As for the military-- I like what John has to say. Also, some of the veneration of the military has the feel of "This is the next best thing to serving". Andrew Bacevich wrote something about it and termed it "cheap grace" (It was about a military tribute at a BoSox game.)

D12345 said...

I do have a problem with John's comment regarding being in the military as service to the country.

We can start with the premise that the vast majority of volunteers are driven largely by economic necessity. Their choices are limited in life and the military has much to offer. Some of those people may have also bought into the ceaseless propaganda about America as a defender of liberty etc. Their choices are limited in life. They are trying to survive. And this is of course an understandable choice.

But let's consider those who have other options in life. Choosing to join an organization which is primarily used to maintain US domination of the world, suppress popular movements and protect 3rd world raw materials for the giant corporations.....this does not strike me as service in a positive way.
And after all, once in, it is not the individual's choice how he or she is deployed.
So choosing to be the passive servant of the American military machine does not strike me as wise, or constructive.

Are the operators of drone missiles serving their country? Are the generals serving their country?

But in a sense, the question has not been framed properly. And the mention of King is relevant here.

Our goal in life should be to serve humanity....not our country.

Are those in the US military serving humanity?

Not in this world,

One person's opinion.

D12345 said...

Further....I am actually disturbed at this whole idea of "Serving our country." For John to write

" I would argue that Karen Garcia is serving our country as much as any military man."

is troubling. Karen is doing something very positive and important. The military is a force of criminal destruction.

Of course the members of the military are not consciously serving the elites. They either need the job or they come from military families and it is the family business or they have bought into the propaganda.

They may be innocent dupes, but they are still dupes.

After Vietnam, I don't know how anyone in this country could think the US military is a positive force.

This is so counter to Martin L King....it is hard to see his name juxtaposed with the idea that military service in the abstract is a good thing.

We are on the same side...I don't want to go to internecine. But this glorification of country, (now, "The Homeland!") is pernicious.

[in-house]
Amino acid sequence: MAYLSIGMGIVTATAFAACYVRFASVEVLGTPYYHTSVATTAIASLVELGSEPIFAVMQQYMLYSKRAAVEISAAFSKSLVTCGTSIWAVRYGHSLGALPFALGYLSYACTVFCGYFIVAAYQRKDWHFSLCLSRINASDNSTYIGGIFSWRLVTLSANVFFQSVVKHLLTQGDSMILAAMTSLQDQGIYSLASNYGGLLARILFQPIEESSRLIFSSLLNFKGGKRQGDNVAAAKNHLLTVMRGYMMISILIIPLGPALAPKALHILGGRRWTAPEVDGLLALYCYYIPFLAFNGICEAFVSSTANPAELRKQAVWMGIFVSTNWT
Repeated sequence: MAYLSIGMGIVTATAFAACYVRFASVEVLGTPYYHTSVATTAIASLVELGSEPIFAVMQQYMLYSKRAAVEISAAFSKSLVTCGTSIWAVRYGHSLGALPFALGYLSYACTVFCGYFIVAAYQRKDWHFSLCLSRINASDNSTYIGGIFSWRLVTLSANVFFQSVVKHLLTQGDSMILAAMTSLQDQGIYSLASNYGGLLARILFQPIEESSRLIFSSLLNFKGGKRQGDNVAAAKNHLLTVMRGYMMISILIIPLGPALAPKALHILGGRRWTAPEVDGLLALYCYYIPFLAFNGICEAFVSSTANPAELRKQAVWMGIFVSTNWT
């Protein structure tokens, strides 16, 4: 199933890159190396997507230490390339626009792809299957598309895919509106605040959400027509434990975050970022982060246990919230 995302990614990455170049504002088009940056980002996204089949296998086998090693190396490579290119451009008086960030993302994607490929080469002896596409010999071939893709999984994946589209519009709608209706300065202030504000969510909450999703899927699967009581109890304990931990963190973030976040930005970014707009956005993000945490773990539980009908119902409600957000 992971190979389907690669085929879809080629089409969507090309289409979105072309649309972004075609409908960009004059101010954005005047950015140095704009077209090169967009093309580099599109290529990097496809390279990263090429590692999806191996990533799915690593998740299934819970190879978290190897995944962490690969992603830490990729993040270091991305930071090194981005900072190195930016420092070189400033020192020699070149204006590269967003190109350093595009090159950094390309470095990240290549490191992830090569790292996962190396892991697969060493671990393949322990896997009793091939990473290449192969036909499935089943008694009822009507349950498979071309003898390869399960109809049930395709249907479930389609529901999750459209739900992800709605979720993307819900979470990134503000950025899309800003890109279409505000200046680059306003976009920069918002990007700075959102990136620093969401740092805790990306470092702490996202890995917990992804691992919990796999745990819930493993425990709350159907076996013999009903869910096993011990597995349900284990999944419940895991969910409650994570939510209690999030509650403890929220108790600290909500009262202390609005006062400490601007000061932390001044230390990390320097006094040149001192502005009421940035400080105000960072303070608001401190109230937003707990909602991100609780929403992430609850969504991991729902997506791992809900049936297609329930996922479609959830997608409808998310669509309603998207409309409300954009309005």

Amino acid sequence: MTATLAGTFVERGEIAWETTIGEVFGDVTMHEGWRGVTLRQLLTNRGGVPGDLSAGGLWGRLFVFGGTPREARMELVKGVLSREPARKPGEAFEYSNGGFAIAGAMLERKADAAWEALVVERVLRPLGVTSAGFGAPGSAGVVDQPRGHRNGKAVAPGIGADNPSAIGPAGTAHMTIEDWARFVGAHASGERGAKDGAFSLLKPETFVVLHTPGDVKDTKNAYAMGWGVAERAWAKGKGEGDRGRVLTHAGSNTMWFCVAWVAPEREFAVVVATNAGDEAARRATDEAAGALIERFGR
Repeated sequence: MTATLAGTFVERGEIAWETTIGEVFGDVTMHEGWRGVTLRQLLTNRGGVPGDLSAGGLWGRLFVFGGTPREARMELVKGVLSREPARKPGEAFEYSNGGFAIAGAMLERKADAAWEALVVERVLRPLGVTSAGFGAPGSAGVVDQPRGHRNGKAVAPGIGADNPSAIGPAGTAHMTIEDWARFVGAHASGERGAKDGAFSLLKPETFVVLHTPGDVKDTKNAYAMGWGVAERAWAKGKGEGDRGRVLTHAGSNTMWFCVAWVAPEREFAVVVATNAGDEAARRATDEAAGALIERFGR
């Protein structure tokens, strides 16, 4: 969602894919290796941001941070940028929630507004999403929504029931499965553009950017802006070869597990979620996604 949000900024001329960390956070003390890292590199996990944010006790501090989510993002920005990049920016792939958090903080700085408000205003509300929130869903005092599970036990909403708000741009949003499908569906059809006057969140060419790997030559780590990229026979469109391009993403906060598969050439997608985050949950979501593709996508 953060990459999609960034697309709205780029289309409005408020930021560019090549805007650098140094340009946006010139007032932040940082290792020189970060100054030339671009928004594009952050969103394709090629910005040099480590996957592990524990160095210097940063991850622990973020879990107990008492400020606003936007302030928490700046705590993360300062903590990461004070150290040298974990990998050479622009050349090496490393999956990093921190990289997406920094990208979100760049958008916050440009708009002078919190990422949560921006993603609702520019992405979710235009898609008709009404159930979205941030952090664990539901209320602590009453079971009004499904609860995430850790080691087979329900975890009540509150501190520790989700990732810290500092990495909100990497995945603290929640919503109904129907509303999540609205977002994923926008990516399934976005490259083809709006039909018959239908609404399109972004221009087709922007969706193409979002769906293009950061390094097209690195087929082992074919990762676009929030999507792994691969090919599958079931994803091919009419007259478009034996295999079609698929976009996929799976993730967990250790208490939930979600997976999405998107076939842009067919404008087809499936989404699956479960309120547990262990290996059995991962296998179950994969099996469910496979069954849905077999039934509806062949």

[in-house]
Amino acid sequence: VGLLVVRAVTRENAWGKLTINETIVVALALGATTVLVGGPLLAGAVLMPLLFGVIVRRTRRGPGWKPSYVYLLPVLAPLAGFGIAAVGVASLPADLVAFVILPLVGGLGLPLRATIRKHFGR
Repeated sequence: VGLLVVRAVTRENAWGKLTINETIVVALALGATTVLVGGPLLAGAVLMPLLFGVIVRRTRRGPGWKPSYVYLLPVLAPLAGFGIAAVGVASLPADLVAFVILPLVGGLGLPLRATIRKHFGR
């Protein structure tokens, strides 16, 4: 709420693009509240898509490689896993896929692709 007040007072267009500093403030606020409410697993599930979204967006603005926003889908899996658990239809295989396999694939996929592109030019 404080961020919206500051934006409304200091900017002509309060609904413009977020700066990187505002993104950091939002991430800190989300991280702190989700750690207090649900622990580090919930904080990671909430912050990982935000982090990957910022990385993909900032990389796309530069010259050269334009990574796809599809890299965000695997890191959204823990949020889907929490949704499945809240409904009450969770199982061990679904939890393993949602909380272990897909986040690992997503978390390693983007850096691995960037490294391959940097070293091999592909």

Remember those great posters the Soviets put up on the Russian front aimed at the Russians fighting for the Czar in WWI— "Turn the guns around"

We need to serve the people of the world....nothing less!!!

Valerie said...

What we learned from Vietnam was not to blame the soldiers for the political decisions leading to war and keeping us in war. We have a country full of ignorant people (and I don't mean that in a condescending way) who are easily manipulated. And some of those young people - who have few job options thanks to offshoring factory jobs - get manipulated into "serving their country" as soldiers. Yes, of course, there are the gung ho ones who just love the idea of blowing stuff up - just like there really are welfare queens who scam the system - but most of the soldiers who risk their lives, limbs and mental health are convinced that they are doing it for a higher purpose.

We haven't been teaching people in this country to think for themselves for years, so many are seduced by propaganda. From a psychological point of view, the soldiers HAVE to believe that what they are doing is protecting America from foreign invaders. The idea that they are fighting them over there so that they don't have to fight them on American soil is pervasive. And that they are protecting and helping the innocent people of Iraq and Afghanistan who truly want change and a democratic way of life. The brainwashing that goes on in the echo chamber of the military is constant and strong. Why else would young people go into that hell hole?